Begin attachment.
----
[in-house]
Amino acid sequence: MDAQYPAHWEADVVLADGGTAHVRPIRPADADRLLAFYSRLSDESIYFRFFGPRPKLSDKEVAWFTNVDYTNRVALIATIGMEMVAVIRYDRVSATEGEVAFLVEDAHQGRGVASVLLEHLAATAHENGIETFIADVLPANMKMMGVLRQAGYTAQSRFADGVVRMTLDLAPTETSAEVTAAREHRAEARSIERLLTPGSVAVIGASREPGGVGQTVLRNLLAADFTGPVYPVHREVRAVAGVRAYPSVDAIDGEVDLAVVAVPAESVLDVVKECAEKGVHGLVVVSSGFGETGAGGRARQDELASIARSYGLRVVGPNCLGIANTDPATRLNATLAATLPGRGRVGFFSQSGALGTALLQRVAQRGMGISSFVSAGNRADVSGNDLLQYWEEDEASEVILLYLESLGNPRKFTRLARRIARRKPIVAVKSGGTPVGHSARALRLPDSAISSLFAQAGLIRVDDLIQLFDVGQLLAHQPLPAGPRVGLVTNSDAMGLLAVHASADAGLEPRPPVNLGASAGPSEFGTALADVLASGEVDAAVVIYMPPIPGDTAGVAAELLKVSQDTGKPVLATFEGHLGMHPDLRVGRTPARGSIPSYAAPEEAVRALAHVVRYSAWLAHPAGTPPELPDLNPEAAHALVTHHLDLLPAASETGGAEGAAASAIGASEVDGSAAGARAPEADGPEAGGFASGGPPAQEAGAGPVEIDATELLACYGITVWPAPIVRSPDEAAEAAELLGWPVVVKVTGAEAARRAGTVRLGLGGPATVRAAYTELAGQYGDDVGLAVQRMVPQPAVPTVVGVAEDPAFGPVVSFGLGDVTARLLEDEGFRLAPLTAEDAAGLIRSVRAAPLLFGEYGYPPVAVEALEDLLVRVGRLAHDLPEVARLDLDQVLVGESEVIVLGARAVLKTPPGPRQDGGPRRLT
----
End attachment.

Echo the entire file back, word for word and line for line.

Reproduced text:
[in-house]
Amino acid sequence: MDAQYPAHWEADVVLADGGTAHVRPIRPADADRLLAFYSRLSDESIYFRFFGPRPKLSDKEVAWFTNVDYTNRVALIATIGMEMVAVIRYDRVSATEGEVAFLVEDAHQGRGVASVLLEHLAATAHENGIETFIADVLPANMKMMGVLRQAGYTAQSRFADGVVRMTLDLAPTETSAEVTAAREHRAEARSIERLLTPGSVAVIGASREPGGVGQTVLRNLLAADFTGPVYPVHREVRAVAGVRAYPSVDAIDGEVDLAVVAVPAESVLDVVKECAEKGVHGLVVVSSGFGETGAGGRARQDELASIARSYGLRVVGPNCLGIANTDPATRLNATLAATLPGRGRVGFFSQSGALGTALLQRVAQRGMGISSFVSAGNRADVSGNDLLQYWEEDEASEVILLYLESLGNPRKFTRLARRIARRKPIVAVKSGGTPVGHSARALRLPDSAISSLFAQAGLIRVDDLIQLFDVGQLLAHQPLPAGPRVGLVTNSDAMGLLAVHASADAGLEPRPPVNLGASAGPSEFGTALADVLASGEVDAAVVIYMPPIPGDTAGVAAELLKVSQDTGKPVLATFEGHLGMHPDLRVGRTPARGSIPSYAAPEEAVRALAHVVRYSAWLAHPAGTPPELPDLNPEAAHALVTHHLDLLPAASETGGAEGAAASAIGASEVDGSAAGARAPEADGPEAGGFASGGPPAQEAGAGPVEIDATELLACYGITVWPAPIVRSPDEAAEAAELLGWPVVVKVTGAEAARRAGTVRLGLGGPATVRAAYTELAGQYGDDVGLAVQRMVPQPAVPTVVGVAEDPAFGPVVSFGLGDVTARLLEDEGFRLAPLTAEDAAGLIRSVRAAPLLFGEYGYPPVAVEALEDLLVRVGRLAHDLPEVARLDLDQVLVGESEVIVLGARAVLKTPPGPRQDGGPRRLT